Even when the dose being put into the body is measured with one hundred percent accuracy, it’s still difficult to account for what happens to the substance after it has been adjusted. Whether the product is inhaled, taken orally or taken topically, it still has to travel through the bloodstream before making it to the brain. As any substance passes through the bloodstream, it is broken down and stored in fat cells. This means that, using any of these conventional methods, the amount of CBD that actually makes it to the endocannabinoid system is much lower than the dosage taken.

Why we need cannabis delivery systems

Still, many health professionals remain wary about prescribing CBD medicine, and their reasoning stems in large part from a few unknowns in regards to how the drug should be taken and delivered.

In short, CBD is a chemical compound found in cannabis plants that has been proven to help the body regulate pain, inflammation, anxiety, stress and more. Unlike it’s cousin tetrahydrocannabinol (THC), CBD does not have a psychoactive effect, meaning that it can be used without getting high.

Cbd delivery systems

Their high lipophilicity and low stability (degradation via the effects of temperature, light and auto-oxidation can occur) mean that cannabinoids benefit greatly from nanotechnology approaches [51]. Indeed, recent years have seen micellar, liposomal and nanosized formulations being proposed for use in topical and systemic preparations. A brief description of the approaches presented in patents and in the literature, follows, while principal formulation data are reported in Table 2 .

NLC have recently been proposed for administration as a dosage form for nasal delivery. Nanospheres of 200 nm diameter, composed of either cetyl palmitate or glyceryl dibehenate and loaded with THC were obtained. In vitro mucoadhesion evaluations have revealed that cationic NLC formulations (obtained via the addition of cetylpyridinium chloride) should have high mucoadhesiveness properties [123]. The solid matrix of the NLC was found to have a stabilizing effect on THC. Indeed, 91% of the THC was unaltered after 6 months storage at 4 °C. About 1.7 mg THC is administered with one spray of the 0.25% THC-loaded NLC formulation in each nostril. This amount was close to the THC amounts obtained from the oromucosal formulation in a study by Johnson et al. [124].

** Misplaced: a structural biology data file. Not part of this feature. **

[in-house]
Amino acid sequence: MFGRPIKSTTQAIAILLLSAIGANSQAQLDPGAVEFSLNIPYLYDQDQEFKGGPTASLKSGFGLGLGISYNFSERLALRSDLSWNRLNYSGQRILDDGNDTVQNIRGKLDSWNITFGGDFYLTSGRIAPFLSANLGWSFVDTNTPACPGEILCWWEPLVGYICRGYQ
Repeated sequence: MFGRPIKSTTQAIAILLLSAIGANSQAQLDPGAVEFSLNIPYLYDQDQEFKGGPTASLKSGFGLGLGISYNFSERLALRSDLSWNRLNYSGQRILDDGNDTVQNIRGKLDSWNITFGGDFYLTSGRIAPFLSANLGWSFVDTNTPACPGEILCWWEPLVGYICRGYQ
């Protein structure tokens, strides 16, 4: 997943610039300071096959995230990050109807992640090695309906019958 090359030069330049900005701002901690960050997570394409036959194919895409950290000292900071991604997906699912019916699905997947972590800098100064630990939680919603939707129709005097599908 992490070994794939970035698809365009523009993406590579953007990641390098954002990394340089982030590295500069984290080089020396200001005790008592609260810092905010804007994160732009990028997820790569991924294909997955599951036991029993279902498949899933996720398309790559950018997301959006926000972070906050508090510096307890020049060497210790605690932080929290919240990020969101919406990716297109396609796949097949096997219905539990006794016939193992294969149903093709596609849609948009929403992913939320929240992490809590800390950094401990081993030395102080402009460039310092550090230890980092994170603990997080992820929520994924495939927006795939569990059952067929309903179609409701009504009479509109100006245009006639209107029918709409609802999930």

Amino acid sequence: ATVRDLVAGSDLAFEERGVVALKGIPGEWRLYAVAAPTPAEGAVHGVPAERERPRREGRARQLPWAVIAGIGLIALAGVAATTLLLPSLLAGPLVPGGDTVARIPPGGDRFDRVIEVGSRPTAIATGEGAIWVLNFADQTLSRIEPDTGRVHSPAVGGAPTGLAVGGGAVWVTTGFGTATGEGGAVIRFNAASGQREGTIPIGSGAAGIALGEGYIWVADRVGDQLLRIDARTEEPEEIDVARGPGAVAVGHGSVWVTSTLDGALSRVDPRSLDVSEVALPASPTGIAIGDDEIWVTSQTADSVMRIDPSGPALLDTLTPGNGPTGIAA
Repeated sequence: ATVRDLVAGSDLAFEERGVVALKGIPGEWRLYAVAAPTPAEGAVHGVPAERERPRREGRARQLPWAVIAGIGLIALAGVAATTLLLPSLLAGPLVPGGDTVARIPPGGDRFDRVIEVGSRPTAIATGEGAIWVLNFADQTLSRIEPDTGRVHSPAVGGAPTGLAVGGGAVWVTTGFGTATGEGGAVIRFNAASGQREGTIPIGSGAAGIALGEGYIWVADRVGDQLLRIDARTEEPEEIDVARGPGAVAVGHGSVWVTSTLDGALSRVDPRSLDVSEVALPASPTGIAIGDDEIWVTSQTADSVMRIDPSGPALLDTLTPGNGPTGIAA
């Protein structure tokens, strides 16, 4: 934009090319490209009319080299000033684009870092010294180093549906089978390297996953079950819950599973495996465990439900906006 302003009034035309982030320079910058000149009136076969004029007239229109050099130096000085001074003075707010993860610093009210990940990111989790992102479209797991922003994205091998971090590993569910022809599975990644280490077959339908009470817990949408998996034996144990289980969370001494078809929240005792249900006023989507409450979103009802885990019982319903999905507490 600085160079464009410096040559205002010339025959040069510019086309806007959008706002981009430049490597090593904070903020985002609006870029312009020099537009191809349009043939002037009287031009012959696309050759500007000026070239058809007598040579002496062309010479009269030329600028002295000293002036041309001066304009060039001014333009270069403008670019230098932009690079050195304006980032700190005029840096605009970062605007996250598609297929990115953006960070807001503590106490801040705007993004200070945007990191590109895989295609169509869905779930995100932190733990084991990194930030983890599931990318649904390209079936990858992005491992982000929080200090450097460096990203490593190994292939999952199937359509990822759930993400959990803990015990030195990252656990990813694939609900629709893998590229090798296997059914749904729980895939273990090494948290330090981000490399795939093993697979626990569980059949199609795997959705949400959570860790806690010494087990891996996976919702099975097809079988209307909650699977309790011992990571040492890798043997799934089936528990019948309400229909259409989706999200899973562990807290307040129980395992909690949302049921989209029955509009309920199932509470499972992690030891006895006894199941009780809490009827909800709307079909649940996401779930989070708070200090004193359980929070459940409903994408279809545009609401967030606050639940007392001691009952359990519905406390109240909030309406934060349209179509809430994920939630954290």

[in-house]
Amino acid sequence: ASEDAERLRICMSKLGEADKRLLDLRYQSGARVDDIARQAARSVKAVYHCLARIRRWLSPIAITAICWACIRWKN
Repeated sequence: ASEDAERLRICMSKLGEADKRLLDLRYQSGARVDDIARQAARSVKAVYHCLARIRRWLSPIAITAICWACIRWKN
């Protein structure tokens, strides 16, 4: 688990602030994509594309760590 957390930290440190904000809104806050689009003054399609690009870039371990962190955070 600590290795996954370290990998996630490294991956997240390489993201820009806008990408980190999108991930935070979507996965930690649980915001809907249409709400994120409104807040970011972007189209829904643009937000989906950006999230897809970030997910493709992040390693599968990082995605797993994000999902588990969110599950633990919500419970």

Lipid nanoparticles in a solid particle matrix are produced from oil/water emulsions by simply replacing the liquid lipid (oil) with a solid lipid, i.e., one that is solid at body temperature. First generation analogues, produced from a solid lipid only, are named solid lipid nanoparticles. The second generation of nanostructured lipid carrier (NLC) particles are produced from a blend of a solid lipid and a liquid lipid, in which the partially crystallized lipid particles, with mean radii ≤ 100 nm, are dispersed in an aqueous phase containing one or more emulsifiers [121]. NLC can be considered suitable carrier systems for THC and CBD because they make use of solid particle matrices instead of fluid matrices, such as emulsions and liposomes, meaning that NLC can better host substances and protect them from degradation. The solid particle matrix is also able to slow the diffusion of THC from inside the particle to the particle surface.